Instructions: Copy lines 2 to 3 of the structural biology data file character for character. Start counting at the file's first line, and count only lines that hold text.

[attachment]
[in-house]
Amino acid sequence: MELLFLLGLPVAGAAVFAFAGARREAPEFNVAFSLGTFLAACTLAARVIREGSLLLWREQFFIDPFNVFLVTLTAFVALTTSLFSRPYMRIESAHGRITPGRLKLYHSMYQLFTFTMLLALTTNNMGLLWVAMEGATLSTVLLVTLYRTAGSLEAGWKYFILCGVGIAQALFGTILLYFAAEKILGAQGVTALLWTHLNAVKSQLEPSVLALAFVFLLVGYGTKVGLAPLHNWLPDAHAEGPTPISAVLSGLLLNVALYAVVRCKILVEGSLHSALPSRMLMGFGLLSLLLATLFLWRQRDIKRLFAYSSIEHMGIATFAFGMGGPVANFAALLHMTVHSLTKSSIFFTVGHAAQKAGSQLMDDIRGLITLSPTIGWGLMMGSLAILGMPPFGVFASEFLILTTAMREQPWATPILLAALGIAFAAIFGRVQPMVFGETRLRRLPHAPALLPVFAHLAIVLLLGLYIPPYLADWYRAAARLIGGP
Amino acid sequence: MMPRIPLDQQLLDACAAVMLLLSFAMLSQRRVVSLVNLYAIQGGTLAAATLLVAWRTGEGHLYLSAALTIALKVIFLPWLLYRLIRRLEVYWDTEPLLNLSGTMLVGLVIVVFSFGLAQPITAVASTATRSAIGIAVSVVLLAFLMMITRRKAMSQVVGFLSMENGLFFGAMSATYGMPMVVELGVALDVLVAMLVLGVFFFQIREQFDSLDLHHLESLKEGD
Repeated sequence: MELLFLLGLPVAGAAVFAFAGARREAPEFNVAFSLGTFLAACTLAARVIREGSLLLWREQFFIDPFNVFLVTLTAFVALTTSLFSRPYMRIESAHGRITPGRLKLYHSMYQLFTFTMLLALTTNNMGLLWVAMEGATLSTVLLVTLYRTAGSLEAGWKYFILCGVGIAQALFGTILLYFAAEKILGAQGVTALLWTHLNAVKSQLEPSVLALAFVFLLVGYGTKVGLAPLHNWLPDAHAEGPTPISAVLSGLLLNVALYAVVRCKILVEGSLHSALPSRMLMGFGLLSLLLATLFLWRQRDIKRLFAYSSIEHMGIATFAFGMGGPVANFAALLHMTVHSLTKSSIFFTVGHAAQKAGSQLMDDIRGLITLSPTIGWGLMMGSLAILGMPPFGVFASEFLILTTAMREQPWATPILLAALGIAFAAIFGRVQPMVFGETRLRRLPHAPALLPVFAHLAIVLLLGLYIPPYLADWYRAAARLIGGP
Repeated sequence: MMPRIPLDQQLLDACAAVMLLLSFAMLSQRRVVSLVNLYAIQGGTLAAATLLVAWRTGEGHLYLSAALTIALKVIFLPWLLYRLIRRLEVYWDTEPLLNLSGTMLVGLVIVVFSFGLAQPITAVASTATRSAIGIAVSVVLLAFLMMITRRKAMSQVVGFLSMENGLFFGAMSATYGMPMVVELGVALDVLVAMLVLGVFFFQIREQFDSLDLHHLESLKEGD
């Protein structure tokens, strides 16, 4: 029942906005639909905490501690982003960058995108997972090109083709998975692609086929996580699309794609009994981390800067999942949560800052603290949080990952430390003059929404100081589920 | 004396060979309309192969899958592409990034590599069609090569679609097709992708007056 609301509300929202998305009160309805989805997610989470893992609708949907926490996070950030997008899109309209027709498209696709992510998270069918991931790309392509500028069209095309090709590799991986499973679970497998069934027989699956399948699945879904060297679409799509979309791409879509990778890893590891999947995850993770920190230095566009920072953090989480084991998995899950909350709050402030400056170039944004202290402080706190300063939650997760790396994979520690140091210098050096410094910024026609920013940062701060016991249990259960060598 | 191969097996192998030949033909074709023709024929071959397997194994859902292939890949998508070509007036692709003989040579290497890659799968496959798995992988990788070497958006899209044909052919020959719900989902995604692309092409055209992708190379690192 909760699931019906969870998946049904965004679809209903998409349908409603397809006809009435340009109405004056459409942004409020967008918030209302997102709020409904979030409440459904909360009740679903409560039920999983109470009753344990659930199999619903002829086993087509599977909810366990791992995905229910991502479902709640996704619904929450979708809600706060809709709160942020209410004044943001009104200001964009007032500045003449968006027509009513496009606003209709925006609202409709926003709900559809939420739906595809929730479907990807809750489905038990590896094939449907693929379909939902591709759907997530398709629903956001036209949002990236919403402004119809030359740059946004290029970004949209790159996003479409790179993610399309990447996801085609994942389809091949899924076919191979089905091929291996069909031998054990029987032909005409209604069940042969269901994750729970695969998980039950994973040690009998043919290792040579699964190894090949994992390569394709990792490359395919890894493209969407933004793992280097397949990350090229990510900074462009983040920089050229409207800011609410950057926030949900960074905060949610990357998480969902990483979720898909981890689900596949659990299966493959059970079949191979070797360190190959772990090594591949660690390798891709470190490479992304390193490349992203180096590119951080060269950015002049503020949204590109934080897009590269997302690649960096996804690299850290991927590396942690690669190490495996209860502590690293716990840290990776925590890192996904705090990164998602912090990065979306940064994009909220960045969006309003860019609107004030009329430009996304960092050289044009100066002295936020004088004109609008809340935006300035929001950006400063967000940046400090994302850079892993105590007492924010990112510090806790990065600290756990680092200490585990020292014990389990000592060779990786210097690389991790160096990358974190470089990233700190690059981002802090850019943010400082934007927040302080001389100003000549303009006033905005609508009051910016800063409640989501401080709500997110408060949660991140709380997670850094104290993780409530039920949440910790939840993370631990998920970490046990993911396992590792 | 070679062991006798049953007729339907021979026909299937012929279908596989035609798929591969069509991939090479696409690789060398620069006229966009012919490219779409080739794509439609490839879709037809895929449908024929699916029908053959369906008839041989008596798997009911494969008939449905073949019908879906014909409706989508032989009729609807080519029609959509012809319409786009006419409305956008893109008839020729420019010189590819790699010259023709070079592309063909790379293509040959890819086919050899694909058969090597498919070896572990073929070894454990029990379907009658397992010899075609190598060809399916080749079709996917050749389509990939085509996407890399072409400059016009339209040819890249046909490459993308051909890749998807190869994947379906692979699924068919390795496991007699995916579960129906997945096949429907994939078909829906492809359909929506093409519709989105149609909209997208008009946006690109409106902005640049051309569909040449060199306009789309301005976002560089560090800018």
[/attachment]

Amino acid sequence: MELLFLLGLPVAGAAVFAFAGARREAPEFNVAFSLGTFLAACTLAARVIREGSLLLWREQFFIDPFNVFLVTLTAFVALTTSLFSRPYMRIESAHGRITPGRLKLYHSMYQLFTFTMLLALTTNNMGLLWVAMEGATLSTVLLVTLYRTAGSLEAGWKYFILCGVGIAQALFGTILLYFAAEKILGAQGVTALLWTHLNAVKSQLEPSVLALAFVFLLVGYGTKVGLAPLHNWLPDAHAEGPTPISAVLSGLLLNVALYAVVRCKILVEGSLHSALPSRMLMGFGLLSLLLATLFLWRQRDIKRLFAYSSIEHMGIATFAFGMGGPVANFAALLHMTVHSLTKSSIFFTVGHAAQKAGSQLMDDIRGLITLSPTIGWGLMMGSLAILGMPPFGVFASEFLILTTAMREQPWATPILLAALGIAFAAIFGRVQPMVFGETRLRRLPHAPALLPVFAHLAIVLLLGLYIPPYLADWYRAAARLIGGP
Amino acid sequence: MMPRIPLDQQLLDACAAVMLLLSFAMLSQRRVVSLVNLYAIQGGTLAAATLLVAWRTGEGHLYLSAALTIALKVIFLPWLLYRLIRRLEVYWDTEPLLNLSGTMLVGLVIVVFSFGLAQPITAVASTATRSAIGIAVSVVLLAFLMMITRRKAMSQVVGFLSMENGLFFGAMSATYGMPMVVELGVALDVLVAMLVLGVFFFQIREQFDSLDLHHLESLKEGD